I just saw a 36 y/o patient with poorly controlled allergic asthma who requires a beta blocker for paroxysmal atrial fibrillation. I am thinking ahead to treatment alternatives if she is not well controlled with usual pharmacologic therapy. Celarly she is not a candidate for inhalant immunotherapy. But what about Xolair, given the anaphylaxis risk, albeit low. Thank you


Thank you for your inquiry.

As you know, beta-blockers can potentially increase the severity of an anaphylactic reaction and complicate its therapy. They are therefore considered a relative contraindication for immunotherapy, as you mentioned. This same principle would of course apply to an anaphylactic event due to the administration of any drug. A decision to administer a drug with a known, albeit small, risk of producing anaphylaxis to a patient taking a beta-blocker can only be made by an assessment of the risk/benefit ratio, and this can only be made based on clinical judgment after discussing the risks with the patient and after assessing the possibility of all other alternative measures.

Thus, I cannot give you a “right” or “wrong” answer to your question, and in the end analysis, only you, in conjunction with the patient and the physician prescribing the beta-blocker, can make a final decision in this regard. I would mention parenthetically, however, there is more to consider in this patient than the risk of administering omalizumab; namely the fact that she is a poorly controlled asthmatic, and it is not unlikely that the beta-blocker, even if relatively cardiovascular selective, is worsening her disease. There is, therefore, strong reason to explore all other possibilities to control her arrhythmia including ablation measures.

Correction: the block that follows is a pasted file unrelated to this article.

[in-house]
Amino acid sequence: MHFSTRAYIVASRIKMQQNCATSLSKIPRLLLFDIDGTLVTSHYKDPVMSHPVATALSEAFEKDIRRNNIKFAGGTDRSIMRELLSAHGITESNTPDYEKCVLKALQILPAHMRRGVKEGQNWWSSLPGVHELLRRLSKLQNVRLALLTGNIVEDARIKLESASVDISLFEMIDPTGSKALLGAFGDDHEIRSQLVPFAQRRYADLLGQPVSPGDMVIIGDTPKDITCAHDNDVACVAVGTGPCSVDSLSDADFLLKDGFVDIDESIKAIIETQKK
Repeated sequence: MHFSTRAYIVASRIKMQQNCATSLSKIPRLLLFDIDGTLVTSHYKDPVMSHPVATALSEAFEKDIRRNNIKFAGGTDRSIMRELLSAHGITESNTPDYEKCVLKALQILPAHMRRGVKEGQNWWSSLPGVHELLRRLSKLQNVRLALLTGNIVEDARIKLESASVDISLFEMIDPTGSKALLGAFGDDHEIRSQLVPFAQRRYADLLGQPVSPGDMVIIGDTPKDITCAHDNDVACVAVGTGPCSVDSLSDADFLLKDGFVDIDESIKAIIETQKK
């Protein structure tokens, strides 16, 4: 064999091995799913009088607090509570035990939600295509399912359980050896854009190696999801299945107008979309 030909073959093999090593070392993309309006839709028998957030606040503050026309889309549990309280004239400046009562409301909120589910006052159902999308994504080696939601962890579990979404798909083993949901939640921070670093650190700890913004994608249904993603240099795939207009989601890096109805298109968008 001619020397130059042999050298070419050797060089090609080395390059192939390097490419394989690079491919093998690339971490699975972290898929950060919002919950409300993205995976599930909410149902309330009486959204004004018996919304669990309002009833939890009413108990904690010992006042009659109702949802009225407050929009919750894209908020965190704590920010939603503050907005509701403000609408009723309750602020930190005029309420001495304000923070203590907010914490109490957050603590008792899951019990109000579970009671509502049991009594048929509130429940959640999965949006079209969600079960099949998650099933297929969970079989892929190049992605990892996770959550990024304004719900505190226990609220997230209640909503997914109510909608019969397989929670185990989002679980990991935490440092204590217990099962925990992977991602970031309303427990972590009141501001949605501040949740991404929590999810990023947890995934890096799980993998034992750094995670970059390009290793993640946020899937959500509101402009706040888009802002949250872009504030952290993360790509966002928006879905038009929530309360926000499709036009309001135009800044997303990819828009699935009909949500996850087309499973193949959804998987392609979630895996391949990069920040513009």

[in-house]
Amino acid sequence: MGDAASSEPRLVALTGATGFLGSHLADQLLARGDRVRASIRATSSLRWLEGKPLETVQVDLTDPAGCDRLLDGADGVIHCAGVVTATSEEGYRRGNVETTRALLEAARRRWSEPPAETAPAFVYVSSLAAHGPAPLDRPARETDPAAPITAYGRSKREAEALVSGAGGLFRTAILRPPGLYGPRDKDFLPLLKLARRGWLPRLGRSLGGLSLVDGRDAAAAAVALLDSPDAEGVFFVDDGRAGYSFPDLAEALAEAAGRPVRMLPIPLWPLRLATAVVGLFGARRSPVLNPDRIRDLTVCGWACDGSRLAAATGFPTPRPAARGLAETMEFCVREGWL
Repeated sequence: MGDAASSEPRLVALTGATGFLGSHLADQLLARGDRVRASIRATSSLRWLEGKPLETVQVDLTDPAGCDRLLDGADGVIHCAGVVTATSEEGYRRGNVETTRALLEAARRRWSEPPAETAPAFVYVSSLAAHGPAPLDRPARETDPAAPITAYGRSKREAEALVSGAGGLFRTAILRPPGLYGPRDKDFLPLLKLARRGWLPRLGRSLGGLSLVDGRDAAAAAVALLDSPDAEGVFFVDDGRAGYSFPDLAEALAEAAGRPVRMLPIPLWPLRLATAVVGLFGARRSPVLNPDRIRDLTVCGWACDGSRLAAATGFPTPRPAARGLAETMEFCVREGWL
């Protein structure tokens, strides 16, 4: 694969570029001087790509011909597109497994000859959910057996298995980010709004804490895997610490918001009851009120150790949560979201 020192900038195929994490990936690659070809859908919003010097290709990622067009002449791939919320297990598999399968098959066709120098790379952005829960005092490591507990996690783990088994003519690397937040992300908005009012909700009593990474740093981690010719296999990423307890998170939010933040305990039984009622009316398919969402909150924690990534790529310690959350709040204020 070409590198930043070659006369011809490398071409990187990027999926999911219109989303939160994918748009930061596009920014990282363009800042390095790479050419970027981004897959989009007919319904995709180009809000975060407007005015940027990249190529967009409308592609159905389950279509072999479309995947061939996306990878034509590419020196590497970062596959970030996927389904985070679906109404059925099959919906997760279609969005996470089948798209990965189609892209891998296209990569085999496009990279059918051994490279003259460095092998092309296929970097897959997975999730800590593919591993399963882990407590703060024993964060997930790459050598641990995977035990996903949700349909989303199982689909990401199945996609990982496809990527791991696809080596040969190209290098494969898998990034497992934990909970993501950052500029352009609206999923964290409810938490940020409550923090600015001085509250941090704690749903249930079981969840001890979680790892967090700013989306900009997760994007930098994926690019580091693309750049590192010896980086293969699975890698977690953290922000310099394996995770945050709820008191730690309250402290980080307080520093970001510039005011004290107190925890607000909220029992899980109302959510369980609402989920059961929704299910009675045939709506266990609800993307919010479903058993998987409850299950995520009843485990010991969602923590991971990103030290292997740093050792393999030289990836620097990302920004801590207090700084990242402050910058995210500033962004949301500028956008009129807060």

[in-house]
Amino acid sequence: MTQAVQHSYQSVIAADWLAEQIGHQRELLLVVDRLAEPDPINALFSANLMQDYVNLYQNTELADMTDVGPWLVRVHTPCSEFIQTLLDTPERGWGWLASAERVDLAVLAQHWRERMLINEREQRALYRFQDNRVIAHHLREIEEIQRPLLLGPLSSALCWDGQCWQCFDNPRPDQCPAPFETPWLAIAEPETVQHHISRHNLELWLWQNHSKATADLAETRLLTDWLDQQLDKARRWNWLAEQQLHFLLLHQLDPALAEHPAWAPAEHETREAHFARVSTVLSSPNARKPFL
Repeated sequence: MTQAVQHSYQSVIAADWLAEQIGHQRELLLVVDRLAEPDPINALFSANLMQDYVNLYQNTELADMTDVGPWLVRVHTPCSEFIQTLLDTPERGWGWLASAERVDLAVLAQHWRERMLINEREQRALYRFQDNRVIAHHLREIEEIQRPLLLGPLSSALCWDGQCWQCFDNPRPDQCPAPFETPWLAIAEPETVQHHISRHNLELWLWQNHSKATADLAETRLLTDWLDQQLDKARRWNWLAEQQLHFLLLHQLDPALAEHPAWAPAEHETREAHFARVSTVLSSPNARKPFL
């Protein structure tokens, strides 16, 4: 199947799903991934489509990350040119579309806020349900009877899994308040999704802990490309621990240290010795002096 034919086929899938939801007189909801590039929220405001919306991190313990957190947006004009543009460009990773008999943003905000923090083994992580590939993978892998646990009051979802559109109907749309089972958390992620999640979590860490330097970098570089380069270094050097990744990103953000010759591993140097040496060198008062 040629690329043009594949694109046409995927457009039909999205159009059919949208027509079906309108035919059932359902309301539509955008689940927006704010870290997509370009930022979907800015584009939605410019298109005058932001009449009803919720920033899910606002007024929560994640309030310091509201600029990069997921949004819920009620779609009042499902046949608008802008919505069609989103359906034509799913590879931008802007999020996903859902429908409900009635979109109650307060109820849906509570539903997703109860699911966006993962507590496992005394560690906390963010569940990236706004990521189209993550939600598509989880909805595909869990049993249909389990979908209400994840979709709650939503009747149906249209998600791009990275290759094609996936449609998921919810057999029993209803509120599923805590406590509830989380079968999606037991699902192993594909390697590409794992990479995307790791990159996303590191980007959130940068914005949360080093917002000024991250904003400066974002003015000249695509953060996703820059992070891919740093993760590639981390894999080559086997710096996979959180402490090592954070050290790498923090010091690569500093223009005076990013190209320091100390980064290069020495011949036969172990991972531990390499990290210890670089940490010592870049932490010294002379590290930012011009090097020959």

If there is, after careful consideration of other therapies, including ablation therapy, no alternative for her than a beta-blocker, my own personal opinion would be that the potential benefit of omalizumab would exceed the risk of its administration, but you might consider additional measures not normally utilized when we administer omalizumab, to be available to her immediately should such a reaction occur. For example, instead of ending the two hour observation period after three injections, you might ask her to remain in the office for two hours after all injections.

Nonetheless, I believe that the best approach, because she has uncontrolled asthma, would be to further investigate, along with her cardiologist, another modality of therapy to control her arrhythmia.

Thank you again for your inquiry and we hope this response is helpful to you.

Phil Lieberman, M.D.

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